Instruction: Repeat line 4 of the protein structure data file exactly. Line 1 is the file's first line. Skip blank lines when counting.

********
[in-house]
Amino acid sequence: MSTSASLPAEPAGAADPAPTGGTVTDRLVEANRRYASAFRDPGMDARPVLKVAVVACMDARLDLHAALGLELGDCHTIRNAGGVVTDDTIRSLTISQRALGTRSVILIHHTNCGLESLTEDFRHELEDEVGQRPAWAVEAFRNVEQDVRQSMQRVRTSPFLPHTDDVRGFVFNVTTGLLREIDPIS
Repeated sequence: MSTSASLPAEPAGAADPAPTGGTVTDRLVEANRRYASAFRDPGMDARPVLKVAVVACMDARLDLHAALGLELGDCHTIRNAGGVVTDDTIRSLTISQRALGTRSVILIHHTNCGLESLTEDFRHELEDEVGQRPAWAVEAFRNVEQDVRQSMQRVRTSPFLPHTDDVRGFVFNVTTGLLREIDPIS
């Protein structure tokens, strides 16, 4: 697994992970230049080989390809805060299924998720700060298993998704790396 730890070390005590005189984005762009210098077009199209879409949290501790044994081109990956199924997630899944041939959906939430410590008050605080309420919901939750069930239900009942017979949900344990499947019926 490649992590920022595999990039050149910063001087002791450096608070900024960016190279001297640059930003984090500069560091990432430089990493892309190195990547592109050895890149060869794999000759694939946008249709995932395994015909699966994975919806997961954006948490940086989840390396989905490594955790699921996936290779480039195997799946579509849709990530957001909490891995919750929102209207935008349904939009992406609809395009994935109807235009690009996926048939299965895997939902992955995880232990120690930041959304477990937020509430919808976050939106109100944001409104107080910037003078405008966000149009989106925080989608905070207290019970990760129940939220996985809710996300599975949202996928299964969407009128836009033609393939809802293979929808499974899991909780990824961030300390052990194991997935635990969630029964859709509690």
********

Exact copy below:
């Protein structure tokens, strides 16, 4: 697994992970230049080989390809805060299924998720700060298993998704790396 730890070390005590005189984005762009210098077009199209879409949290501790044994081109990956199924997630899944041939959906939430410590008050605080309420919901939750069930239900009942017979949900344990499947019926 490649992590920022595999990039050149910063001087002791450096608070900024960016190279001297640059930003984090500069560091990432430089990493892309190195990547592109050895890149060869794999000759694939946008249709995932395994015909699966994975919806997961954006948490940086989840390396989905490594955790699921996936290779480039195997799946579509849709990530957001909490891995919750929102209207935008349904939009992406609809395009994935109807235009690009996926048939299965895997939902992955995880232990120690930041959304477990937020509430919808976050939106109100944001409104107080910037003078405008966000149009989106925080989608905070207290019970990760129940939220996985809710996300599975949202996928299964969407009128836009033609393939809802293979929808499974899991909780990824961030300390052990194991997935635990969630029964859709509690």